The Conservatives must understand that pushing a Brexit deal through parliament will be “the gateway” to a Jeremy Corbyn-led government, Tony Blair said this morning.
The former prime minister also said he didn’t believe Labour would vote for the Conservatives’ Brexit deal, contradicting shadow foreign secretary Emily Thornberry’s (supposedly sarcastic) claim yesterday that Labour would “probably” vote in favour of the final deal.
Speaking at an event held by UK in a Changing Europe to mark the one year anniversary of Article 50 being triggered, Blair said that if Conservative MPs were to vote for any final deal, “Brexit will then be 100 per cent owned by the Tories…and it will allow Labour to say ‘well we’d have got you a better deal and these guys didn’t get the right deal’.”
“By the time you get to 2022 [the official date of the next general election] you’ll be out of the European Union. I’ve got a feeling the 17 million who voted to leave are going to be short on gratitude and the 16 million who voted to remain are going to be long on memory,” he said. “If they’ve still got Brexit round their neck…they’re in danger of going down.”
Blair also said that another referendum on the final terms of the deal would be strategically useful for the Conservatives, as it would allow the government to pass on responsibility for Brexit – its terms, conditions, and eventual outcome – to the electorate.
Blair also reiterated his support for a new EU referendum, blaming the media for portraying a second vote as a betrayal of the British people: “If it wasn’t for the way this whole thing has gone, and for the way that that – what I call that – right-wing media cartel just keep this constant barrage of propaganda, it would be common sense to say ‘let’s wait until we see the terms of the new relationship’ before irrevocably we get out of the old one.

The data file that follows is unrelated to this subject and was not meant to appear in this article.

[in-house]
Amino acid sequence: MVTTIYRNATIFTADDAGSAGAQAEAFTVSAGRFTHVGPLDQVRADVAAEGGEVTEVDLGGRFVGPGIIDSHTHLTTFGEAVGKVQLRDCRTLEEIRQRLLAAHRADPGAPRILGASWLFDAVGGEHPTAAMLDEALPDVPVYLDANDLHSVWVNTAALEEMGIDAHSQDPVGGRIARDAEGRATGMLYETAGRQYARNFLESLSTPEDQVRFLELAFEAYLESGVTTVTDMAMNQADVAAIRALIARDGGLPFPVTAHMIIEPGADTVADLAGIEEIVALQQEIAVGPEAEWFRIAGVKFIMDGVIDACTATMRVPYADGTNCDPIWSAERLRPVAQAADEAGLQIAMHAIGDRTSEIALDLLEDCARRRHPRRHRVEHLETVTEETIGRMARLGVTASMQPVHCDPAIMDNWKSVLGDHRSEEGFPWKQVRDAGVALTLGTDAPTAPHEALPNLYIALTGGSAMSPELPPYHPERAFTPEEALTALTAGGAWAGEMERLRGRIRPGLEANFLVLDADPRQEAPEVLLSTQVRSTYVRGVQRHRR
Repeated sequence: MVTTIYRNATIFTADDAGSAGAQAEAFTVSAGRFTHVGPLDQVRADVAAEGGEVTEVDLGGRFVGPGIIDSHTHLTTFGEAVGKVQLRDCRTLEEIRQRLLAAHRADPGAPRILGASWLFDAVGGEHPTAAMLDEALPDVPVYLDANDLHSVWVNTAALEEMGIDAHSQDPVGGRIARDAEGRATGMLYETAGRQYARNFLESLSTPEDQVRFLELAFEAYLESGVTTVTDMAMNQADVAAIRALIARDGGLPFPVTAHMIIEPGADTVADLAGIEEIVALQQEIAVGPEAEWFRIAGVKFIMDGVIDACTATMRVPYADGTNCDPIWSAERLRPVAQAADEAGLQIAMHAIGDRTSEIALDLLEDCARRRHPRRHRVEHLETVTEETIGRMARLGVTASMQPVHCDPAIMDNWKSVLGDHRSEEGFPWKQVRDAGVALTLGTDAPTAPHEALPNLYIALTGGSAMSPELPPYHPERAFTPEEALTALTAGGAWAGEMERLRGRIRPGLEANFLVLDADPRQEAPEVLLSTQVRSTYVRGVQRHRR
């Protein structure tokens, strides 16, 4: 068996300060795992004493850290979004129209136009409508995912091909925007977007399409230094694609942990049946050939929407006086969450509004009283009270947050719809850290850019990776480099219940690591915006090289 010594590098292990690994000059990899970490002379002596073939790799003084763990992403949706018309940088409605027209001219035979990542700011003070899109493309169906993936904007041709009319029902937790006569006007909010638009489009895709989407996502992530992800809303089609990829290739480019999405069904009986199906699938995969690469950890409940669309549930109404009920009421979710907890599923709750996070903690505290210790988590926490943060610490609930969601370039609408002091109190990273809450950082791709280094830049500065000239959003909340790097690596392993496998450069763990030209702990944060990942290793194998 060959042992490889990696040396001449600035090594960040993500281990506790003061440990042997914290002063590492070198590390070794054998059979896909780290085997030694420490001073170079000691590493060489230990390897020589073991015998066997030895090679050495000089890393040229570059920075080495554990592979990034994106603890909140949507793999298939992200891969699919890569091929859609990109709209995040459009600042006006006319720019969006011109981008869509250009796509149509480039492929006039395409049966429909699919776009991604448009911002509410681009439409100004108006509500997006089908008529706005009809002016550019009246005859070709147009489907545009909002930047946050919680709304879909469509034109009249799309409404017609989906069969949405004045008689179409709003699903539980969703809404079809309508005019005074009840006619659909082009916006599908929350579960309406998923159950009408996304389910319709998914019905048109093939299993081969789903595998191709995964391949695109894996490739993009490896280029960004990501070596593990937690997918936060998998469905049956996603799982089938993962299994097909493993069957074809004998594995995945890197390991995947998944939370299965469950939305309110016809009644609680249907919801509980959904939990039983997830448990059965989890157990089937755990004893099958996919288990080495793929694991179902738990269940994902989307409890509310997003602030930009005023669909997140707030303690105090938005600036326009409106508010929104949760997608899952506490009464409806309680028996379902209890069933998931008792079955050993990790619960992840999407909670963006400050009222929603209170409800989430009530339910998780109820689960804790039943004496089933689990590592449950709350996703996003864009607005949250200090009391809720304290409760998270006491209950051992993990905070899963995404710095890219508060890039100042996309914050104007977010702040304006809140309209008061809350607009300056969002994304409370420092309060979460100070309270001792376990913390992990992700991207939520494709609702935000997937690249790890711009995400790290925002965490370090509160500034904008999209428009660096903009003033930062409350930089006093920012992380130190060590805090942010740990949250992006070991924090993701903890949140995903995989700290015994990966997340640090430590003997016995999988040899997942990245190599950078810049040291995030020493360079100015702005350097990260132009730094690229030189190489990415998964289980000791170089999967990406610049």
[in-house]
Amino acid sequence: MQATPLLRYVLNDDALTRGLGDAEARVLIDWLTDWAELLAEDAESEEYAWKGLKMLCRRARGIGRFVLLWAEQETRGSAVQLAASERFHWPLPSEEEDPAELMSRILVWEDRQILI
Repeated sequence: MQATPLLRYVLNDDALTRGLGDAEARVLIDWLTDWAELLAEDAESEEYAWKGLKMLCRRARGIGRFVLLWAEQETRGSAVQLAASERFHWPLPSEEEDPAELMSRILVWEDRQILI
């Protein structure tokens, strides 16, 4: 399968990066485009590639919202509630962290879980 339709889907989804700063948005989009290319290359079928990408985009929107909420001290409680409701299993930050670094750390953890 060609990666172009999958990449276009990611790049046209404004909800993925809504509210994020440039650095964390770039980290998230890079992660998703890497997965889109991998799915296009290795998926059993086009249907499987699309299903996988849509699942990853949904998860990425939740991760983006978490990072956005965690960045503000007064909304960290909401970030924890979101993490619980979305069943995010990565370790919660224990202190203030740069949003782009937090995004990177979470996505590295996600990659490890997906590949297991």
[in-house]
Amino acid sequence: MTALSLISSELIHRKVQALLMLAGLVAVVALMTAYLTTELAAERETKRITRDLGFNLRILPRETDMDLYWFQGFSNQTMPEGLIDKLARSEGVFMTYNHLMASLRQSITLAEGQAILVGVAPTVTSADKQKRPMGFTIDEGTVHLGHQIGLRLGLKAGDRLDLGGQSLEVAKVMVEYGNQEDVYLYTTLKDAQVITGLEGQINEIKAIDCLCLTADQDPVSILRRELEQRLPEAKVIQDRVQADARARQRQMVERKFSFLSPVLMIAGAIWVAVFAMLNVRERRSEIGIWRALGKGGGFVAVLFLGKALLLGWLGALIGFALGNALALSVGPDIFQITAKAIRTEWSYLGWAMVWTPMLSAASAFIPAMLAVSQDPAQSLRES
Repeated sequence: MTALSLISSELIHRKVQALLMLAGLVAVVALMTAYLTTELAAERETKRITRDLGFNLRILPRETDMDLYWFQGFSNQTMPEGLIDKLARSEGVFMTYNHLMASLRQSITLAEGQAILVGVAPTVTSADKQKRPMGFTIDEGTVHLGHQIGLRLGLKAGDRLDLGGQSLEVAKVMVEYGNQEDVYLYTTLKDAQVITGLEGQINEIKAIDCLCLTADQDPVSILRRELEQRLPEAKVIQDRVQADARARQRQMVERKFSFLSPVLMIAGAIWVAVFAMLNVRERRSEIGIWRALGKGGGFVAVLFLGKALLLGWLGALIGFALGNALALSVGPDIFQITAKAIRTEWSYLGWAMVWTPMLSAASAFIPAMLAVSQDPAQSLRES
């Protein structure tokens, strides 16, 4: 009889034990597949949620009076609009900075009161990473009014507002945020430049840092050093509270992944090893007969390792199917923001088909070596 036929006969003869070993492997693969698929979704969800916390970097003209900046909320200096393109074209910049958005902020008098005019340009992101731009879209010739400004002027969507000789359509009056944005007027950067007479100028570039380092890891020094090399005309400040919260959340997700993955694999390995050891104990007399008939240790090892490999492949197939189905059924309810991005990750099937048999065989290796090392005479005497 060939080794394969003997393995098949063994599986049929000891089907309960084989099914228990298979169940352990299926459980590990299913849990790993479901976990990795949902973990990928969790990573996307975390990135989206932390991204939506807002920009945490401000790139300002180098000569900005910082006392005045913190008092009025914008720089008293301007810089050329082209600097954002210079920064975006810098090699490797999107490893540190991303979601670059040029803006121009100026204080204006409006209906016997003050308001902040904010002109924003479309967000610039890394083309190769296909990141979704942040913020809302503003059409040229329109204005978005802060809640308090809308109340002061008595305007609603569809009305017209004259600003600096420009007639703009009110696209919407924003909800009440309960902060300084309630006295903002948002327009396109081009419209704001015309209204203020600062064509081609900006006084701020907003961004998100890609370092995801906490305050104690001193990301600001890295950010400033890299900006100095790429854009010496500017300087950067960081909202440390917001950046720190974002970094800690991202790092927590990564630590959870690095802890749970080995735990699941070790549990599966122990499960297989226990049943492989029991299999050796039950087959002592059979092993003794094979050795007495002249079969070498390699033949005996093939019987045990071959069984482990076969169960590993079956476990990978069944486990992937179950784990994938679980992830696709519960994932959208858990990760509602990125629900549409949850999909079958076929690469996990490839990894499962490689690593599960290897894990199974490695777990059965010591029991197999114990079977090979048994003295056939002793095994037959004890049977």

“It’s only in the bizarre world that’s been created that we think that this is a betrayal of the British people.”
Asked what type of question should be on the ballot paper in the event of another vote, he said: “I think the question would have to be whether you prefer this deal to staying,” but didn’t rule out the possibility for a ‘no deal’ option to feature.
In the event of a rejection of any deal, Blair said seeking an EU renegotiation would not be realistic. He also argued that if parliament voted down the deal, Theresa May should not have to resign. “She’s perfectly entitled to say ‘look I did my best and here it is’ and now it’s back for the people to vote.”
Blair’s comments followed his appearance on the Today programme this morning, during which he said cancelling Brexit was becoming “more likely”. Blair also said that the rest of the world didn’t buy the claims Britain was making about its life outside the EU: “We shouldn’t kid ourselves – the rest of the world do not see this as globally ambitious Britain. They really don’t. They think, ‘Brits, you guys were always common sense people’.”
Asked if he felt guilty for legitimising referendums as an acceptable tool of constitutional decision making, Blair laughed: “Well, err…every situation on its own merits. I think if you’re going to change radically the constitutional relationship of the country there’s a case for having a referendum, which is why we did it on devolution.”
Blair, meanwhile, dodged questions on Jeremy Corbyn’s leadership and future prospects, joking: “Leave aside the wisdom – or otherwise – of a Corbyn government for the moment … I won’t be drawn on that, today at least.” The former Labour leader also said it was important to understand that the reasons for staying in the EU today are not the same reasons for Britain joining decades ago: “It’s not about peace today it’s about power.”